In the light of SEBI's recent mandate on re-categorization and classification of mutual fund schemes, floated in October 2017, this question is definitely worthy of being evaluated. The term "Market Cap" or "Market Capitalization" refers to the size of the company listed on stock exchanges. Market cap is one of the many factors playing an important role in strategizing stock market investments. Before we determine why large cap funds will always be flavour of investing¸ let's understand the fundamental difference between the currently existing types of funds – large cap, mid cap and small cap.
Investment in a company of a specific size comes along with its own set of opportunities and risks. Large cap funds deal with investment in equity shares of larger, well established companies having a good reputation and are generally well researched too. These companies are financially strong with the best recorded performance and excellent past achievements. They are trusted for providing steady returns to their investors. Therefore, the risk associated with large cap funds is relatively lower as compared to their mid cap and small cap counterparts. As per SEBI's circular, market capitalization will now form the basis for equity fund classification. The norm says, at least 80 percent of the funds need to be invested in large cap stocks ( top 100 companies in terms of market cap) for a large cap fund, 65 percent in mid cap stocks (companies with ranks from 100 to 250) for mid cap funds etc.
Large cap funds are beneficial for those who are looking for long term, sturdy gains with a comparatively lower risk appetite. The below graph indicates better returns in the long term derived from large cap funds.
However, according to the experts, small and mid cap funds have usually fared better than large cap funds when the market sentiment was bullish. Although, the risk appetite of the investor in this case needs to be higher since these companies are not as trustworthy or financially stable as their large cap counterparts. They are more growth oriented and aggressive in terms of expansion. Thus, market players with higher risk tolerance can possibly consider experimenting with these investment tools.
It is important to know that small and mid cap funds rank high on volatility as well, thereby making them a little less attractive for investment. Their performance is bound to get affected in bearish market, unlike large cap funds which invest in huge, credible firms and have the ability to brave bullish market too. Although they underperform as compared to mid cap and small cap funds when market prices rise or are expected to rise, they have enough money to fall back on thus maintaining their stability.
In a nutshell, it all boils down to how risk averse an investor is. The risk appetite and return expectation of an investor will ultimately help him or her, make informed choices and decide the right kind of fund to invest into. With 80 percent minimum allocation by SEBI for large cap funds as per the new norms, fund managers will have to be on the lookout for wise investment alternatives for the rest of the 20 percent. Stable corporate governance of large companies, high liquidity aiding the exit process, immunity against market fluctuations, source of fixed income for investors etc. are some of the advantages of large cap fund investment. This possibly gives them an edge over the small and mid cap funds. They tend to score high against a wide range of parameters such as capital growth, maturity, diversity, stability etc.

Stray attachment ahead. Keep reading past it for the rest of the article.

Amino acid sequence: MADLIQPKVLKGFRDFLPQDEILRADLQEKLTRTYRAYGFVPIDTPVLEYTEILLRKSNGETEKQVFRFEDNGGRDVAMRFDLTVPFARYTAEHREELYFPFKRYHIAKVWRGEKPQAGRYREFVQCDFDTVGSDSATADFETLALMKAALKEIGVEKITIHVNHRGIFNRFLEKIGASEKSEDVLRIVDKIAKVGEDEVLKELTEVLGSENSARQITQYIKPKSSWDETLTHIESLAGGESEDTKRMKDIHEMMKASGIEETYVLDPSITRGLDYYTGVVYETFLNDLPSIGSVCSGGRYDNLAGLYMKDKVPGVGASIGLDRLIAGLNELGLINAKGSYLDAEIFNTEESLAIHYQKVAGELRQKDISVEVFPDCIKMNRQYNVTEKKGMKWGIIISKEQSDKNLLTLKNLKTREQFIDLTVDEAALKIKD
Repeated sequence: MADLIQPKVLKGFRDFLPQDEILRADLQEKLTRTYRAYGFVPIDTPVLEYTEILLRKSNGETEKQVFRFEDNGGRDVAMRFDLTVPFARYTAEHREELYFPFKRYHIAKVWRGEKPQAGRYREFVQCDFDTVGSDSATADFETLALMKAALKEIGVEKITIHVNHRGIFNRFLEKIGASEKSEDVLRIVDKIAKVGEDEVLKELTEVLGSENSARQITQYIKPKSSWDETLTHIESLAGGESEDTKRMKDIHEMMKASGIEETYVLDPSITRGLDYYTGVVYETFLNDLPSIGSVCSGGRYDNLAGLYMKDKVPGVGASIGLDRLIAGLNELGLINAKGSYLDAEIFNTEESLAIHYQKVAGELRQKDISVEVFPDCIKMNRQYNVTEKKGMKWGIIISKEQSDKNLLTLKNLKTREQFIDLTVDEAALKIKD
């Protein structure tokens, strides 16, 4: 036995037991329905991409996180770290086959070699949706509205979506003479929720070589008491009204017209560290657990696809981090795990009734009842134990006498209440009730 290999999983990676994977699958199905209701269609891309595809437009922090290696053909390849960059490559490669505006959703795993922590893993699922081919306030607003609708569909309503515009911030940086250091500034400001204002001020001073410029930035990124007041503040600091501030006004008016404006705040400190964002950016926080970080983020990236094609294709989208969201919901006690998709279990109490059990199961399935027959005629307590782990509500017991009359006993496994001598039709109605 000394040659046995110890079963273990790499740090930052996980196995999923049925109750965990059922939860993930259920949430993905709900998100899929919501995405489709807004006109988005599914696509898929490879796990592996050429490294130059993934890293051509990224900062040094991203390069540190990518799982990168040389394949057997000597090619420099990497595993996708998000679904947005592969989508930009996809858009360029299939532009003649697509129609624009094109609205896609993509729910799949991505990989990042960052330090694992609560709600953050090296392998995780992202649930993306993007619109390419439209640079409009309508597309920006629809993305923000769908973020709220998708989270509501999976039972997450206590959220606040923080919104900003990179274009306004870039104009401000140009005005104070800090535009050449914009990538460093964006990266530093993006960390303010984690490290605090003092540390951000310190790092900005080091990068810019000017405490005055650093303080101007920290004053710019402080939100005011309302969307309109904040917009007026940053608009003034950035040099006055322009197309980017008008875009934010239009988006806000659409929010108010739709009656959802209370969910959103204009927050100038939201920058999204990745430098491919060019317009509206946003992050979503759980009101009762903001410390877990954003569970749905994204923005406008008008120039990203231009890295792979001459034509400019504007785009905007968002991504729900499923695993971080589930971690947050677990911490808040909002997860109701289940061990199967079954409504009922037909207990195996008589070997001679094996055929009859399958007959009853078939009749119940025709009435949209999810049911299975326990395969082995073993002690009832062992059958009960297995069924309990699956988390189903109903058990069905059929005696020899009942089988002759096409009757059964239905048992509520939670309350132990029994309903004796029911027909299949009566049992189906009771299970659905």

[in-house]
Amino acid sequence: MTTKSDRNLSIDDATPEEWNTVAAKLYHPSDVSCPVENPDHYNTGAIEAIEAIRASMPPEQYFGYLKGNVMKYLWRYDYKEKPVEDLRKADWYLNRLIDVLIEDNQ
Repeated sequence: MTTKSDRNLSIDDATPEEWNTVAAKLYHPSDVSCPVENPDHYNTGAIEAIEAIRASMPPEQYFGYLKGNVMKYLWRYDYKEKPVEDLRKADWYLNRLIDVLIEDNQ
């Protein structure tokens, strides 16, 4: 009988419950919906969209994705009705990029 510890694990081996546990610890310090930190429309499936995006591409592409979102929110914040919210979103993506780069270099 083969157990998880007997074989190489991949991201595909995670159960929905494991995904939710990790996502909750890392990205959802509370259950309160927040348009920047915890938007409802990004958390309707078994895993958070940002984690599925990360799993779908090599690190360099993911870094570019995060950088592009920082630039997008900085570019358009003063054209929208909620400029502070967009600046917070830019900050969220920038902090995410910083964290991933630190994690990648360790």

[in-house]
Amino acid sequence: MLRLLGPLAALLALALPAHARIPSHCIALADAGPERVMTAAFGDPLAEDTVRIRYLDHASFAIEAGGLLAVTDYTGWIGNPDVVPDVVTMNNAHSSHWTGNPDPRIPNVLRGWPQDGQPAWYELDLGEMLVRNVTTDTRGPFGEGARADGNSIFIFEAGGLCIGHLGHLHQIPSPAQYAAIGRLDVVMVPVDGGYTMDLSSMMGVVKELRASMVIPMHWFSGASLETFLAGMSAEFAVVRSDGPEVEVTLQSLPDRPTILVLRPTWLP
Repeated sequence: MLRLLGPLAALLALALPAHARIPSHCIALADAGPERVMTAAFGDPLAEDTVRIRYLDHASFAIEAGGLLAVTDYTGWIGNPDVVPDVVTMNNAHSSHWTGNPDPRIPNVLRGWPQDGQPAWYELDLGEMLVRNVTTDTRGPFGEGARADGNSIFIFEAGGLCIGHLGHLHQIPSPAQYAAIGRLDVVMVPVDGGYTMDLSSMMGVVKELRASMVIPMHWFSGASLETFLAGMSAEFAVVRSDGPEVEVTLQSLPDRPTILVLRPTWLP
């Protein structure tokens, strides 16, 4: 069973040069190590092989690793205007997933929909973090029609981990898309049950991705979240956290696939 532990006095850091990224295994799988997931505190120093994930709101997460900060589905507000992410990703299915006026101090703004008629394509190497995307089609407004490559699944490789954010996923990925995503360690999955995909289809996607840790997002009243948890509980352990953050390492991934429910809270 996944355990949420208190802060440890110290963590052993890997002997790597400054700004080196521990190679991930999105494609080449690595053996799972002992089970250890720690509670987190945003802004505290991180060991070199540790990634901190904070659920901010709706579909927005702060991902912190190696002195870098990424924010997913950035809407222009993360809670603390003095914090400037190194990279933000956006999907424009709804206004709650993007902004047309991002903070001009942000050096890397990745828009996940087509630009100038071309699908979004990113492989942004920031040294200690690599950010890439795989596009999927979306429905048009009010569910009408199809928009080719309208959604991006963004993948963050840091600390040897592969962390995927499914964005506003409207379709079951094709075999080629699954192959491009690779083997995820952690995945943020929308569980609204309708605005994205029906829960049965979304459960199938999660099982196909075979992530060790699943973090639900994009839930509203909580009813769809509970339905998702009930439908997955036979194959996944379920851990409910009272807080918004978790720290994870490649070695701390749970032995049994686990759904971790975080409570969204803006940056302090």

Moreover, large cap companies are popular and well followed, which implies that, sufficient amount of information regarding the company is available on public platforms, easily accessible to investors; this is a major trump card, as information is wealth and it can ultimately help investors take better decisions. Although, small and mid cap funds are said to have immense wealth creating potential, one should remember the high return - high risk formula. Large cap fund investors are required to stick around at least for the stipulated time period to tap full potential. Additionally, lower expense ratio of large cap funds also appears more promising. Expense ratio is the annual fee charged by funds to manage the money. It includes the fund management fees as well as the operating and marketing expenses, which is around 2.25% to 2.5% for equity and equity linked products. This should also be taken into consideration while exploring different investment options.
Another significant aspect to be looked at; is the tax on gains. The tax rate on capital gain largely depends on the holding period. For holding period up to one year, the tax rate is 15% called Short Term Capital Gain or STCG. Similarly, as per Budget 2018, new Long Term Capital Gain or LTCGs obtained from transfer of listed equity shares exceeding Rupees 1 Lakh will be taxed at 10% with no benefit of indexation.
Therefore, at the end of the day, patience is the key wherein long term gains, minimum risk and steady growth of income derived from large cap funds would possibly be more appealing to investors seeking credible money source. With big risk comes big responsibility, so the thumb rule is to be prudent and invest wisely keeping in mind your risk appetite, investment horizon and income requirements.